New coronavirus orders imposed on Michigan grocery stores, restaurants

Gov. Gretchen Whitmer laid out concerns with President Donald Trump's leadership during the...
Gov. Gretchen Whitmer laid out concerns with President Donald Trump's leadership during the coronavirus pandemic. (WJRT)
Published: Apr. 27, 2020 at 11:17 AM EDT
Email This Link
Share on Pinterest
Share on LinkedIn

(4/27/2020) - Gov. Gretchen Whitmer imposed more restrictions on grocery stores and foodservice businesses over the weekend, including a requirement to dedicate special shopping hours for people with chronic health conditions.

Most of the new requirements aim to increase health and safety both for employees and customers.

The new orders include:

-- Allocating at least two hours per week for people who are vulnerable or suffering from chronic health conditions to shop for groceries without the general public in the store.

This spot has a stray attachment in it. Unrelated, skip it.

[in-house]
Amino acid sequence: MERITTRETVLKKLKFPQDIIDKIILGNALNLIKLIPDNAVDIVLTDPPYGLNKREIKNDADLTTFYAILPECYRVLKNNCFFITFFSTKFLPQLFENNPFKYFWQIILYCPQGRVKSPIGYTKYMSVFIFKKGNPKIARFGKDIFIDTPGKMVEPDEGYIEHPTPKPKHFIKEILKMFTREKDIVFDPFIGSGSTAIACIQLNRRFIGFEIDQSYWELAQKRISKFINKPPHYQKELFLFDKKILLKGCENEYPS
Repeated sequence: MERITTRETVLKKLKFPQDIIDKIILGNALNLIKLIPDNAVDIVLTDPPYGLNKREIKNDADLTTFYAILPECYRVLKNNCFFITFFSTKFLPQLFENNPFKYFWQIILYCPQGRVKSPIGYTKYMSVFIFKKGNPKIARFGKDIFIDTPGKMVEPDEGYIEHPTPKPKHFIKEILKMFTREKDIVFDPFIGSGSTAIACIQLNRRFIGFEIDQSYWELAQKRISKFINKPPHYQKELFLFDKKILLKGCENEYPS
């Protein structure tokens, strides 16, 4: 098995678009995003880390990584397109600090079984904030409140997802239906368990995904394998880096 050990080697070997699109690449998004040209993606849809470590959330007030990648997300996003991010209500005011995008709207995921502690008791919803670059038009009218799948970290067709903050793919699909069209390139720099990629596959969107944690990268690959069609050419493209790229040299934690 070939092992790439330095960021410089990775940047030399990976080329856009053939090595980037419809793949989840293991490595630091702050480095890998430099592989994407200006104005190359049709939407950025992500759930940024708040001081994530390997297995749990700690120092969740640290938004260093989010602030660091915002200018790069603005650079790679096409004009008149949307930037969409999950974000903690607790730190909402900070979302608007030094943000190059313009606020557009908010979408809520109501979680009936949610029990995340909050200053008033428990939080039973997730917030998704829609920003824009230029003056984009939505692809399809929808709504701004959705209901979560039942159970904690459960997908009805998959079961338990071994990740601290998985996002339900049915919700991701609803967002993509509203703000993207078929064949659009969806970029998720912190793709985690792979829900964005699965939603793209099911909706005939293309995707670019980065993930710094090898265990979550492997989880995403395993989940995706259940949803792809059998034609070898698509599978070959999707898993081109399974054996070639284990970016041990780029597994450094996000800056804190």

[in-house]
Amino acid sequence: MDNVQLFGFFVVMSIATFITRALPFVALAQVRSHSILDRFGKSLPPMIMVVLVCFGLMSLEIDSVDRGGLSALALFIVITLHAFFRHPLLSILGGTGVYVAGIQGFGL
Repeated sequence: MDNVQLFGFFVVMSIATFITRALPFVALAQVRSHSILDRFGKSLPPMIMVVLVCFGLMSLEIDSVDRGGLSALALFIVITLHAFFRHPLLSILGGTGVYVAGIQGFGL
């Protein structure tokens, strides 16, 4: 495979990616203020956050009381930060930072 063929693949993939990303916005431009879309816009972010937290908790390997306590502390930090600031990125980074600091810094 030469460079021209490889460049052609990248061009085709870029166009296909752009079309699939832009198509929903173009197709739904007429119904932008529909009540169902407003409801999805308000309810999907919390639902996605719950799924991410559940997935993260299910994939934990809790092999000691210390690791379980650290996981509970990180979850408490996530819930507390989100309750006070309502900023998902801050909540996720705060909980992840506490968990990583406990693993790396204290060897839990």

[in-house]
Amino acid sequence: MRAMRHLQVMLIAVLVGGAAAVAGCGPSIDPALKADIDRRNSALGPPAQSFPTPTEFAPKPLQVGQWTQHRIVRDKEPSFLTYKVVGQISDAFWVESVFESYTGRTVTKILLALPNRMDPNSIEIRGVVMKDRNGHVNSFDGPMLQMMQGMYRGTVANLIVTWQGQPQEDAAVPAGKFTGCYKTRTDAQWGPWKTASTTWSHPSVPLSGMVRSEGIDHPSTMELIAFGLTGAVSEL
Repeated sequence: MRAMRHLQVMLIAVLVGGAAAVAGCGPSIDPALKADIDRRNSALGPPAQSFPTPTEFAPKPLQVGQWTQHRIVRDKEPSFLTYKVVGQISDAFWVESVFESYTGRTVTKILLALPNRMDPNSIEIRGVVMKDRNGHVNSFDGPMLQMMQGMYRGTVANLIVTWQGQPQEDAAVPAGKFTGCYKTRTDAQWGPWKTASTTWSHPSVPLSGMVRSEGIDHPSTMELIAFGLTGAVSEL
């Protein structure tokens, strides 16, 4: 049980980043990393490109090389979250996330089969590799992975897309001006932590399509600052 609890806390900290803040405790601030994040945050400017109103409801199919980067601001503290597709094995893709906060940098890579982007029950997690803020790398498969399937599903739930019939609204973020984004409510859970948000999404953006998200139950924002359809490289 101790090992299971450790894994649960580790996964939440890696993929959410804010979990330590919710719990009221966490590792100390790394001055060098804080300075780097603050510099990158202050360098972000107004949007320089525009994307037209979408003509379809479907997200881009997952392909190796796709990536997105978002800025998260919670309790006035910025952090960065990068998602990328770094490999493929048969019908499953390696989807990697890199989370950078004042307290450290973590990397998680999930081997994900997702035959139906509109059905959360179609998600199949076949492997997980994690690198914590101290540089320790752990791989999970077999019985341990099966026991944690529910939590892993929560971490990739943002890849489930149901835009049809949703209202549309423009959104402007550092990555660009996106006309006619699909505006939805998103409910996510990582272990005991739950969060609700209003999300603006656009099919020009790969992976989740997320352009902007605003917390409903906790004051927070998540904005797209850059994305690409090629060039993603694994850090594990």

-- Employees who are part of vulnerable populations or suffer from chronic health conditions should be allowed to perform work tasks that offer low exposure to the public. They also should be offered unpaid sick leave through the end of Michigan's State of Emergency.

-- Stores must notify other employees if a worker tests positive for coronavirus. But medical confidentiality measures must be maintained.

-- All employees working at a checkout station must wear a mask or covering over their nose and mouth. They can include a homemade mask, scarf, bandana or handkerchief.

-- Restaurant and store workers and customers must remain at least six feet apart as much as possible.

-- All self-serve prepared food stations like salad bars must be closed indefinitely. Stores also are prohibited from passing out free food samples.

-- Stores must have plans to clean and sanitize commonly touched surfaces throughout the day. Those include cash register buttons, shopping carts and point of sale credit card terminals.

-- Employers must send home any employees who show symptoms of coronavirus. They also must implement a screening program to determine whether employees reporting to work have coronavirus symptoms.

“By establishing these guidelines, we can protect Michigan families and our frontline workers," Whitmer said. "When we come together, we can slow the spread of this virus and save lives.”